Read more M. Catharine Evans at Potter Williams Report


The screening of the education movement's parent-trigger film Won't Back Down at the Democratic National Convention this week is causing turmoil among Democrats. The movie, much like the documentary Waiting for Superman, has prompted strong reactions from union leaders, activists and teachers. 

Most Democrats view the public education system as the country's great equalizer and see movies like Won't Back Down as anti-teacher, anti-union and as a slick way to win people over to the side of those who want to privatize education.

Therefore, it came as no surprise to rank and file Democrats the movie received a warm welcome when viewed and discussed at the Republican National Convention last week. Republicans like Jeb Bush, Governor Rick Scott, Condoleezza Rice and a host of others across the country are on board with reforms like charter schools and vouchers.

But unlike Tampa, the decision to show the movie in Charlotte was so controversial it went all the way to the higher ups in the Obama administration.  The education issue has caused a rift between teachers unions who have been steadfastly loyal to Democrat politicians, and those within the Party that say they want more teacher accountability and school choice.

...the request for a Charlotte screening went to the highest levels of the Obama administration, which passed the decision off to the Democratic National Committee, according to a source with knowledge of the chain of events. 

According to this source, Valerie Jarrett, Obama's close personal adviser, and David Plouffe, his top political adviser, both saw the request but eventually handed the decision over to the DNC's political director, Patrick Gaspard, who raised no objections.

Why all the brouhaha over a PR film that purportedly tugs at the heart strings while pushing parent-trigger legislation?

For one, former union organizer and now chairman of the Democratic convention this year, Los Angeles Mayor Antonio Villaraigosa, is backing the movie.  Villaraigosa is considered far left of center, so his involvement with a movie produced by Walden Media owner, the conservative Philip Anschutz, has rankled his fellow leftists.

Villaraigosa is the current president of the U.S. Conference of Mayors, and in June, with the support of several high-profile Democratic mayors, that group included support for "parent trigger" legislation in its platform.

Then there's Randi Weingarten president of the American Federation of Teachers, who saw the movie in mid-August and surprisingly conceded unions had lost their edge when it comes to education.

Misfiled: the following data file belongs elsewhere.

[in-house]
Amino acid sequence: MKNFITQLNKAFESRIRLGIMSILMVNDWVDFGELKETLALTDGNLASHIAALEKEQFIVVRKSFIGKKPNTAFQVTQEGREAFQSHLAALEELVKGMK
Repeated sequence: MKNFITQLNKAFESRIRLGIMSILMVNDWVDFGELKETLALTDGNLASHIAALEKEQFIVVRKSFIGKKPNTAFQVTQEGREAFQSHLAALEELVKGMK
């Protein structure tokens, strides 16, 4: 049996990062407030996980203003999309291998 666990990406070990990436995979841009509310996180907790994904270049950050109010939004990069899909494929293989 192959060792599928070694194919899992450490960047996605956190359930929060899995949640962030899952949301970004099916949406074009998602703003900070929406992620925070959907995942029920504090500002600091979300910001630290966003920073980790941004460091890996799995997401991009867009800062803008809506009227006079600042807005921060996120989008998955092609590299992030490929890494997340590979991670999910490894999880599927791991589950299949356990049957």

We bear a lot of responsibility for this...We were focused -- as unions are -- on fairness and not as much on quality.

Weingarten's own ties to the White House (her partner Hilary Rosen was a frequent WH visitor according to Michelle Malkin, meeting with Obama, Jarrett and Axelrod on separate occasions) may have been the reason for her statement.  If there's trouble in paradise between traditional unions and the Chicagoans in DC, who Ok'd the movie's premiere at the DNC, it would make sense Weingarten might go easy on the movie.

Ten days later, however, Weingarten changed her tune. The President of the second largest teachers union in the country wrote a letter to "interested parties" denouncing the movie. Weingarten accused the moviemakers of "using the most blatant stereotypes and caricatures I have ever seen" and "affixing blame on the wrong culprit: America's teachers unions."

What prompted Weingarten's sudden reversal?  Is the Democratic Party showing signs of a complete ideological split: the new left on one side pushing charters, partnering with conservative billionaires and Hollywood to produce anti-union, anti-teacher movies; while on the other side stand the old union stalwarts who see reformers like Michelle Rhee and Kevin Johnson as entrepreneurial opportunists?

Rhee and husband Mayor Johnson who appeared at the RNC will also be at the DNC screening. Interestingly, Republicans Jeb Bush and Condoleezza Rice who attended the Tampa showing will not be in Charlotte.

Looks like the power shift within the Democratic Party is taking place before our very eyes.

Read more M. Catharine Evans at Potter Williams Report